What visual agnosia might feel like

Can you name one thing in this photo? It all looks familiar, but something is off.

Name One Thing In This Photo

Can you name one thing in the image above? It all looks familiar, but something is off. The image makes “sense” overall; there are well-defined shapes and objects, that seem to be placed in a plausible - albeit chaotic - fashion, like some random rubbish thrown in the corner of a room. Even the colors, the lightning, the quality, is coherent, and helps making it believable. And yet, chances are you cannot name one single element that composes it.

This image, after appearing on twitter in April 2019, surfaced on reddit with the caption “This picture is designed to give the viewer the simulated experience of having a stroke (particularly in the occipital lobe of the cerebral cortex, where visual perception occurs.) Everything looks hauntingly familiar but you just can’t quite recognize anything”, and became subsequently viral. However, the author of the caption later admitted that he made this description up.

So where does the image come from?

One can trace back the original publication to an instagram account, which author declared having made the image using ArtBreeder.com. This website gives access to an AI algorithm (Generative Adversarial Networks - GAN), commonly used in the processing and generation of images (one mindblowing example can be found on thispersondoesnotexist.com, which generates realistic pictures of non-existing people). There were even some attempts to reverse engineer the process to retrieve what the original image could have been like.

After all, it seems like there is no intelligent design behind this image. No clever neuropsychologist carefully crafting a meaningful experience. Just one of these lucky accident.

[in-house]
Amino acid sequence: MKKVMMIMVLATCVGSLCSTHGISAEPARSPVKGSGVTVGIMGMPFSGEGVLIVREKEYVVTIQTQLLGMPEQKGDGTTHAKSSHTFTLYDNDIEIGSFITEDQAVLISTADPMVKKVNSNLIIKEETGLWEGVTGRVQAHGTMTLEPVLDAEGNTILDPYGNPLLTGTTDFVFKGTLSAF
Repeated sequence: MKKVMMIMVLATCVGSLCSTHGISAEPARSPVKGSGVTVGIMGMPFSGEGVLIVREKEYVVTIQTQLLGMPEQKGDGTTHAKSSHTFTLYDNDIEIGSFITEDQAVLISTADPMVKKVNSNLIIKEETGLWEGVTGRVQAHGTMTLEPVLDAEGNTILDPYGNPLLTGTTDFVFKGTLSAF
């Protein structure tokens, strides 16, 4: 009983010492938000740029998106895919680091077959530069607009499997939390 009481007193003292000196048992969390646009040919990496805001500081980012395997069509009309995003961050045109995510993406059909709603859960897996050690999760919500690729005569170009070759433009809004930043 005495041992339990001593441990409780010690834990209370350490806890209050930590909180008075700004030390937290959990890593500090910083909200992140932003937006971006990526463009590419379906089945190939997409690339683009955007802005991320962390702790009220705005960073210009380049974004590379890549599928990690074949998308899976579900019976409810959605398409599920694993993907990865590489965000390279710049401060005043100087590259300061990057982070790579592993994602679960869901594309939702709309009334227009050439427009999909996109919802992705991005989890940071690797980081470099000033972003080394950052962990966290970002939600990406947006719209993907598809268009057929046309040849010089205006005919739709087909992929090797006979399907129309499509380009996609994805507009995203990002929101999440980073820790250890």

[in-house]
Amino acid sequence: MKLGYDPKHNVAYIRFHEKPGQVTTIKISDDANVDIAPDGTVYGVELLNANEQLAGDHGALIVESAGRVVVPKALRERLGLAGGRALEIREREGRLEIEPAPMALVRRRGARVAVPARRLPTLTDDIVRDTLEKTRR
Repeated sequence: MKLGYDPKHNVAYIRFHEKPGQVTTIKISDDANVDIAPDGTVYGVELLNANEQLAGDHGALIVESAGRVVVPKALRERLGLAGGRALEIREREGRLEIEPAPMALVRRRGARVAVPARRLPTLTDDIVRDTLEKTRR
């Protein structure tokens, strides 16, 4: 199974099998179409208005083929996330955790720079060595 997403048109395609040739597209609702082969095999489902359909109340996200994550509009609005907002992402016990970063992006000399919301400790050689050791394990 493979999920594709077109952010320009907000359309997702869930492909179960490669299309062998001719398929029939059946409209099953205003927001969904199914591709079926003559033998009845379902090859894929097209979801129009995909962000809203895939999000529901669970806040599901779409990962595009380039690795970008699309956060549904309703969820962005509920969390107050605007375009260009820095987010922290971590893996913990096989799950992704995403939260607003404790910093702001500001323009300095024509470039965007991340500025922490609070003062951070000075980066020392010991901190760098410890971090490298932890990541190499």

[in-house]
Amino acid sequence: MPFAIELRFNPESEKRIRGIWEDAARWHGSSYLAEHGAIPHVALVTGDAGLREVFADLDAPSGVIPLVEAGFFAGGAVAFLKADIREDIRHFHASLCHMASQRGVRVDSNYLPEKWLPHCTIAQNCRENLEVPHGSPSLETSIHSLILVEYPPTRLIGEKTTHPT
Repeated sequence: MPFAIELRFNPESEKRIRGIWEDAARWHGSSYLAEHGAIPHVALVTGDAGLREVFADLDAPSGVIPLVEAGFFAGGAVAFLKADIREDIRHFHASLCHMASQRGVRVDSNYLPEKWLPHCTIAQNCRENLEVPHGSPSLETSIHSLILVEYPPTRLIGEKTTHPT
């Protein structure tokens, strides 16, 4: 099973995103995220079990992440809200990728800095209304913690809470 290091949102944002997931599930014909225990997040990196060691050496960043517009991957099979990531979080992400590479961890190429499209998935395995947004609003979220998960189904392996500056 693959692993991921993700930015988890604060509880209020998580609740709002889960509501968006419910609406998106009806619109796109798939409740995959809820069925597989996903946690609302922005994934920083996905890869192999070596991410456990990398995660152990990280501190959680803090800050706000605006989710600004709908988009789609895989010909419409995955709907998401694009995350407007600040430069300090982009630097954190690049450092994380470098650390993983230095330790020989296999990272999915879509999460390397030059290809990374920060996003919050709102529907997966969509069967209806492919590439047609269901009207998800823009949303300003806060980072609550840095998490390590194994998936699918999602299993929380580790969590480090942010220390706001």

Nonetheless, it’s still an intriguing image, falling in this uncanny abyss of things that we recognize as familiar, but slightly too alien for our sense-seeking brains to dissolve in meaning. Could it tell something about brain processes? Surely, but brain disorders? Maybe.

The “occipital stroke” hypothesis mentioned above suggests, by its formulation, a lesion to the primary visual cortices. However, as neuroscientists know, these brain regions, located at the extreme back of the brain, are mostly supporting lower level aspects of visual processing, and their damage is usually related to alterations of a somewhat different nature than of that above, such as vision loss, visual hallucinations, visual deformations, loss of color, movement, stereoscopy, etc.

However, there is another neuropsychological disorder, referred to as “visual agnosia”, in which patients experience difficulties to recognize visually presented objects, despite preserving an intact vision. In fact, it is more an umbrella term for different subcategories of deficits, and the image above could be reminiscent of visual agnosia of the associative type, which corresponds to a a specific impairment in the assignment of meaning to a stimulus that is accurately perceived (and can be visually described). This symptom is often related to injuries in the left occipito-temporal region, located on the ventral “what” stream of the brain (as opposed to the so-called “where” dorsal stream).

Ivan Seal’s Art

From there, the youtuber Solar Sands helped me discover the artist Ivan Seal, which work is somewhat akin to the image above. They are not purely abstract renditions, or depictions of impossible entities, but plausible objects that sit in this awkward space, deep between boring reality and total weirdness.

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Dominique Makowski
Dominique Makowski
Lecturer in Psychology

Trained as neuropsychologist and CBT psychotherapist, I am currently working as a lecturer at the University of Sussex, on the neuroscience of reality perception.